...invisible as gravity. Like the viscosity of liquids. Invisible like the water carrying the wave of reflection back across itself; a mesh of inter-relations growing every more complex. Then fading. Refreshed by new disturbances of the surface; the ritual plop of a stone in the waters of the lake. Mirroring and multiplying a wave of recognition. The ripple of reflection on the garden pond.
If we note the male and female codings of these images (the many views down passages, the openings and enclosures, the wombs and their inhabitants, the passive space and the active passage through this space in time) we also find that the feminine, in contradistinction to many linguistic forms in this same semantic register, is not, in its implications, tagged with the negative. Yet, despite this positive aspect of the feminine as space, do not these gardens -or these discourses on gardens- nevertheless indicate a predominantly masculine vision of extension, with its thematics of the return or escape back into the feminine and the maternal as the hidden face of the sexual lure? Are these not 'masculine' representations? And what, in this context, would an alternative, or other, 'feminine', representation look like? What would another kind of garden be like?
Yet in a world of ambiguous tags and reversals, what is the gender meaning of the garden? Does the domestic feminine tame masculine Nature? Or does masculine form give order to a feminine Nature, source of the chaos of 'mutabilite', handmaid of entropy? Is not finally the pull of the maternal the privilege of all sexes; the reversibility of entrances and exits the threshold of all forms of Eros. Our landscape can now be perceived with a female eye. If the terms and visions we began with seemed the preserve of a privileged part, are not now all parts at least privileged with entry to this preserve? The Garden of the Other. The Garden of Others. A place at once inclusive (all are represented...) and yet private (in its means of consumption). The writing of the garden rejoins the variety of its consumption. In this lies its transformation into the Garden. The predominance of the positive allied with the ambiguity of the garden permits any number of appropriations or reversals to take place with unforced ease. The fantasm of freedom resides perhaps in this.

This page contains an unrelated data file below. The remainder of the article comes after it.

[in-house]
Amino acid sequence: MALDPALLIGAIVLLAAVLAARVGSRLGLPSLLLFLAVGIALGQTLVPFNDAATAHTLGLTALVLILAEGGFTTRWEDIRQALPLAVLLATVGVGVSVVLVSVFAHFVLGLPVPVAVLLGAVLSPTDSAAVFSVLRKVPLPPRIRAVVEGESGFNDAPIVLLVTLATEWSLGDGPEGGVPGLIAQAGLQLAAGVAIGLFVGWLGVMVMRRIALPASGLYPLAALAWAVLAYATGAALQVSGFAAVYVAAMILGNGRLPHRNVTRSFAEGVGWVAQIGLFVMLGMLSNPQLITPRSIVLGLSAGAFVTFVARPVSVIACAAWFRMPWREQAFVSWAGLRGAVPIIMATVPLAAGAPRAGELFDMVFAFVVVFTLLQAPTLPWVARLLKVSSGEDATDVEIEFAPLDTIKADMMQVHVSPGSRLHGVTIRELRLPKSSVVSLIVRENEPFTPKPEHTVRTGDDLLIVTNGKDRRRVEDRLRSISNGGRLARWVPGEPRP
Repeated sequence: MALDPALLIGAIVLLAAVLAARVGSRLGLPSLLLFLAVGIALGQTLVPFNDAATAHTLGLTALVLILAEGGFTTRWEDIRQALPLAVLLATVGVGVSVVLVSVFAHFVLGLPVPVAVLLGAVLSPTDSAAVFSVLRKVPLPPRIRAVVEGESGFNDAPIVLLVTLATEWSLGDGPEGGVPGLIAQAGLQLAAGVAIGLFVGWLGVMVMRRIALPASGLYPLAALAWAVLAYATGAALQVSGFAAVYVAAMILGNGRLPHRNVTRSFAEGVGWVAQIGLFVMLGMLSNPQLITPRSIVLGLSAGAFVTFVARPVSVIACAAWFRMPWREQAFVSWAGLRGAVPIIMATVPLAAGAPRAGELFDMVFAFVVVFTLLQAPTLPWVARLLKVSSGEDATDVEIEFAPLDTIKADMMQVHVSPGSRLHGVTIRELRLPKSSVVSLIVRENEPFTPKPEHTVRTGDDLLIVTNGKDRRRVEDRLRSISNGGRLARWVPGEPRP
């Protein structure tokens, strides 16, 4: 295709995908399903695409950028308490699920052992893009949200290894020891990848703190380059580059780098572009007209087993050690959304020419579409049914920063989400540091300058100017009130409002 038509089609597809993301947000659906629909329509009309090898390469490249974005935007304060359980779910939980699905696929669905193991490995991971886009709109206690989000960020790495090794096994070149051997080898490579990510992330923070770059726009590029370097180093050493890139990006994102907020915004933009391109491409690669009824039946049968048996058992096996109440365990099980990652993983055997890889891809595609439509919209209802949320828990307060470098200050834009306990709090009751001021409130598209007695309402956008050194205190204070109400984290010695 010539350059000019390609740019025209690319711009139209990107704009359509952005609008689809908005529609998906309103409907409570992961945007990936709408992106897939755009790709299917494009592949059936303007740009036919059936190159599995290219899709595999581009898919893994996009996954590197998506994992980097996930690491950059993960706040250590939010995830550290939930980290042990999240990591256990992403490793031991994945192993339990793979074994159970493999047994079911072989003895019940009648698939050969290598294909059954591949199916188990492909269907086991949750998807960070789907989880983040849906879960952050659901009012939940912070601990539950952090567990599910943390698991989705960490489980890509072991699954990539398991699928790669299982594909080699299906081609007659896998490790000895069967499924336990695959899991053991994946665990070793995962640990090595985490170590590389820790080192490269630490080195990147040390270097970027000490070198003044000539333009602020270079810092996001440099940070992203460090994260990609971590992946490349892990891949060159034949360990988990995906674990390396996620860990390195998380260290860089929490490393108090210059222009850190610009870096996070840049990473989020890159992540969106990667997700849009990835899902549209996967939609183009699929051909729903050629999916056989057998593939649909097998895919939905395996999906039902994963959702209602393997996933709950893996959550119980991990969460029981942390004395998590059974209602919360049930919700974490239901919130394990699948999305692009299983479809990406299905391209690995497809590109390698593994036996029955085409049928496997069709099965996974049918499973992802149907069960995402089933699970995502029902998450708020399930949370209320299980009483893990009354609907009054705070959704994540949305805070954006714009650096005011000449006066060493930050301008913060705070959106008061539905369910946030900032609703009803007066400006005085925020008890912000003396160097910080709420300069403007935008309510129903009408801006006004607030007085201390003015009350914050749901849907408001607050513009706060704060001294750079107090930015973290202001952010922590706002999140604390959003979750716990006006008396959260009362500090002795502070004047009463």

Statues and visitors; human punctuation on a grid of green right angles.
The box hedge at right-angles. Lines of perspective. Geometry as power. In the guise of knowledge it casts the grid of description and assimilation over all that lives in extension - so providing the means of the organisation and conquest of Nature. Italian gardens and the formation of subjectivity: tool of statecraft. (As with the presence of statues, the imprint of the geometric is fraught with the aura of power).
Like the tide, whose rise and fall the moon influences, the advance and retreat of sublunary ambition finds a privileged site of influence in the garden. Gardens reveal the high-tide mark of social position; aspiration and achievement, imagined as well as actual position; but also the point of the reversal of fortunes. The spinning coin reveals a veritable theatre of domination as well as the sign of its exhaustion. The hands that held the reins now begin to fail in their unswerving grip, the unnerving ride across the sky of the social no longer thrills but terrifies. Escape and nostalgia incline towards the utopic (aversion and the past together power-up the screens of the future).
Ruins; entropy presages order; the past catches the future; subtle work of the gods.
(And the garden as ruin. Distant echo of the fallen version of the original Garden. The ruin as manifest Fall. Like the ruin in the garden, the garden as ruin acts as a reminder of our fallen mortality only to augment the powers that enslave us by means of a redeemed future.)
(The future-in-the-present...) The sight-line into the future is in our day both a utopic furrow, a part even of all belief, and a long ditch into which technology consigns its many failures. A barrelled vision: the target-hairs themselves marking out the place of the sought end, desire spiralling into the tautology of prophecy. Double-barrelled: twin drills piercing the rock of the future, picking the lock of time; twin ends of hope and (often justified) paranoia. Two shots at the future; the future redeemed and the future shot. Two sides of same hymn sheet.